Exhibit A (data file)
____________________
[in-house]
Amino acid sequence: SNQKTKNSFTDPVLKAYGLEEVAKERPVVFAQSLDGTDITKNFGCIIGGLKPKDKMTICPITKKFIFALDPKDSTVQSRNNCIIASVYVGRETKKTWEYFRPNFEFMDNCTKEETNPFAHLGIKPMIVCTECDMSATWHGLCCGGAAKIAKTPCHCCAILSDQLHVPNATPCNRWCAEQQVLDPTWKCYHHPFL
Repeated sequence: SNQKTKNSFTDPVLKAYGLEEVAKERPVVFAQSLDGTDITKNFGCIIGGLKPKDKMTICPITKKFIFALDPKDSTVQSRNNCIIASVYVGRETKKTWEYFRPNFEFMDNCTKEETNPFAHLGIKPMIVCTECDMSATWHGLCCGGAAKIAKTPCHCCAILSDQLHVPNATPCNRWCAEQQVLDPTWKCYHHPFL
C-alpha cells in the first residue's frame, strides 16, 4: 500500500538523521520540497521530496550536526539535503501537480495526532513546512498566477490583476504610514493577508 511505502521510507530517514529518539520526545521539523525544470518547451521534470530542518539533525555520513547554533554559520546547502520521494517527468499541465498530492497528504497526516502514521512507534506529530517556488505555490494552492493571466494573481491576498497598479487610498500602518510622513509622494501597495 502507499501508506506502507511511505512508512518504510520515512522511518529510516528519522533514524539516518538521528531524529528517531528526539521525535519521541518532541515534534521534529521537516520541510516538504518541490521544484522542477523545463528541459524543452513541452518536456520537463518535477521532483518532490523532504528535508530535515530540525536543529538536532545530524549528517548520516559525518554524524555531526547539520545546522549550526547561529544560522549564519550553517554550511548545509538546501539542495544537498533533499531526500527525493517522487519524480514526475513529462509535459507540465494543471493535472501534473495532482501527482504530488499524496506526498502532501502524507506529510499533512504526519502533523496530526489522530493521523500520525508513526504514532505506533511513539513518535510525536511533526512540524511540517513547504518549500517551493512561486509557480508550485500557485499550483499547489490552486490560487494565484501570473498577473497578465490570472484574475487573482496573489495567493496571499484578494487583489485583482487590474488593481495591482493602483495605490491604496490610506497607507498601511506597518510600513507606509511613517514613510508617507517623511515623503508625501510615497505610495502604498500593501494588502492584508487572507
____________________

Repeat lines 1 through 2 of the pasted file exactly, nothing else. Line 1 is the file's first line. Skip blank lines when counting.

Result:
[in-house]
Amino acid sequence: SNQKTKNSFTDPVLKAYGLEEVAKERPVVFAQSLDGTDITKNFGCIIGGLKPKDKMTICPITKKFIFALDPKDSTVQSRNNCIIASVYVGRETKKTWEYFRPNFEFMDNCTKEETNPFAHLGIKPMIVCTECDMSATWHGLCCGGAAKIAKTPCHCCAILSDQLHVPNATPCNRWCAEQQVLDPTWKCYHHPFL